High Def Forum - Your High Definition Community & High Definition Resource

Go Back   High Def Forum - Your High Definition Community & High Definition Resource > High Definition Viewing Mediums, HDTVs > Flat-Panel TVs
Rules HDTV Forum Gallery LINK TO US! RSS - High Def Forum AddThis Feed Button AddThis Social Bookmark Button Groups

Flat-Panel TVs Plasma, LCD RSS - Flat-Panel TVs

Do Plasmas have motion jutter?

Reply
AddThis Social Bookmark Button
 
Thread Tools
Old 06-20-2010, 06:44 PM   #1
High Definition is the definition of life.
 

Join Date: Jun 2010
Posts: 236
Default Do Plasmas have motion jutter?

I was reading reviews from the Panny S2 and here is what someone said about motion jutter.

"I got this TV because of all the hype surrounding the new Panasonic line of Plasma TV's, i use to hate them mainly because of the burn in, and most were only 720p. Upon buying this one i was leary because of the 600hz that is divided up into 60hz throughout the TV to (supposedly) reduce image judder and motion blur. Well i didnt notice much blur but the jutter is just awful and is the same as any old 60hz LCD i have seen on the market. I have been spoiled by the new 120hz motion flow on the new LCDs and must say that i just can't get use to the old style 60hz again."

Is this true the 600 hz is divided into 60hz throughout the tv?

If true does this mean LCD 120 hz tv's are better?
Klaista2k is offline   Reply With Quote
Old 06-20-2010, 08:54 PM   #2
Former Super Moderator
 
Loves2Watch's Avatar
 

Join Date: Aug 2007
Location: In Flux
Posts: 20,284
Default

All of that was absolute crap from someone who doesn't know what they are talking about. Uneducated in this technology to say the least.

Motion flow actually adds artifacts to the picture and degrades the quality.
__________________
It's always time for pie
Live everyday as if it was your last and plan on living forever...
Loves2Watch is offline   Reply With Quote
Old 06-20-2010, 09:02 PM   #3
Every day is Friday
 
oblioman's Avatar
 

Join Date: Jun 2004
Location: Hooooterville
Posts: 9,291
Default

People never cease to amaze me. Spoiled by 120hz motion flow??? Just glad me old plasma doesn't have to put up with the 120-240 motion sickness crap. LCD HDTV's be fine,,,just not as good as plasma. period.
oblioman is offline   Reply With Quote
Old 06-21-2010, 07:00 AM   #4
I bleed for HD
 

Join Date: Nov 2007
Location: Ohio
Posts: 11,271
Default

I am not sure about 'jutter' but judder comes from when a camera pans while filming at 24fps (film)the speed of the film capture is not able to adequately capture the motion(pan) and jagged lines are introduced. It is not display dependent. Displays that show 24fps (48,72,96, hz displays) show a little smoother motion by eliminating the motion artifacts sometimes associated with 3:2 pulldown.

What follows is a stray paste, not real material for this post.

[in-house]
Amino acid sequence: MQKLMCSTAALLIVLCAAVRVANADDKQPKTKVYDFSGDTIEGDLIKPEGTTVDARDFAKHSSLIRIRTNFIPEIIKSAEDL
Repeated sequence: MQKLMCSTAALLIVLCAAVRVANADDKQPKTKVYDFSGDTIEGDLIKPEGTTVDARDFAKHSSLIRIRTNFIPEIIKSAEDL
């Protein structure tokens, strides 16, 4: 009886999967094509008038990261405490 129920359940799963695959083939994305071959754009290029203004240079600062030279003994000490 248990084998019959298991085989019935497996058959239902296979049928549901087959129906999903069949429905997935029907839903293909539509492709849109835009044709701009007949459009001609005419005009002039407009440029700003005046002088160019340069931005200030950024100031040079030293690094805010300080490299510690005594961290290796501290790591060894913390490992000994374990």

This may help http://www.projectorcentral.com/judder_24p.htm
__________________
HT- Panasonic TH-50PZ800U 1080p plasma, Panasonic PT-AX200u LCD projector, Elite Vmax Electric 100' screen, Pioneer Elite SC-71 AVR, Paradigm Titan Monitor v5 fronts, Paradigm CC-190 v6 center, Paradigm Atom Monitors v5 surrounds(x4), HSU research VTF-2 sub, HTPC/Gaming rig, Sony BDP-S550 blu-ray, Uverse HD-DVR, Roku 2

Bedroom: Insignia NS-lcd26, Samsung BDP-1400 blu-ray
Den - Vizio 20" 1080p LCD + Samsung BD-p1600


Don't believe everything you read on the internet - Albert Einstein

Last edited by jkkyler; 06-21-2010 at 07:05 AM.
jkkyler is online now   Reply With Quote
Old 06-21-2010, 09:38 AM   #5
Administrator
 
rbinck's Avatar
 

Join Date: Apr 2004
Location: Katy, Texas
Posts: 15,981
Default

Quote:
Originally Posted by jkkyler View Post
I am not sure about 'jutter' but judder comes from when a camera pans while filming at 24fps (film)the speed of the film capture is not able to adequately capture the motion(pan) and jagged lines are introduced. It is not display dependent. Displays that show 24fps (48,72,96, hz displays) show a little smoother motion by eliminating the motion artifacts sometimes associated with 3:2 pulldown.

This may help http://www.projectorcentral.com/judder_24p.htm
Also some 120 hz displays that just use 5 frames per received frame. The person did a terrible job in explaining what he was trying to say. Motion flow processing is another process than the frame multiple and is usually to help a 60 or 30 fps signal not a 24 fps signal and actually adds artifacts as PFC said.

Bottom line is unless you have a 24 fps source, the 120 hz displays are not going to help judder.

There are some plasmas that use a 72 hz refresh to eliminate judder when fed a 24 fps source, so one technology like LCD vs plasma has nothing to do with it.
rbinck is offline   Reply With Quote
Old 06-21-2010, 10:37 AM   #6
ISF Calibrator
 
dsskid's Avatar
 

Join Date: Mar 2005
Location: Long Island, NY
Posts: 5,015
Default

Please explain the green phosphor trails found with some plasmas. While they are not "judder", are they not motion artifacts?
__________________
Displays are like 100% cotton t-shirts. Always buy a size larger than you think you'll need, because they tend to shrink over time.

Professional reviews of displays are an excellent tool, but the final decision should come from using your own eyes.




Living Room - Panasonic TH58PZ700U, Panasonic DMP-BDT215, Denon AVR-1911
Man-Cave - Pioneer Kuro Elite Pro-111FD, Pioneer Kuro BDP-320, Denon AVR-591BA, PS3

RIP L2W, PFC5 & Kosty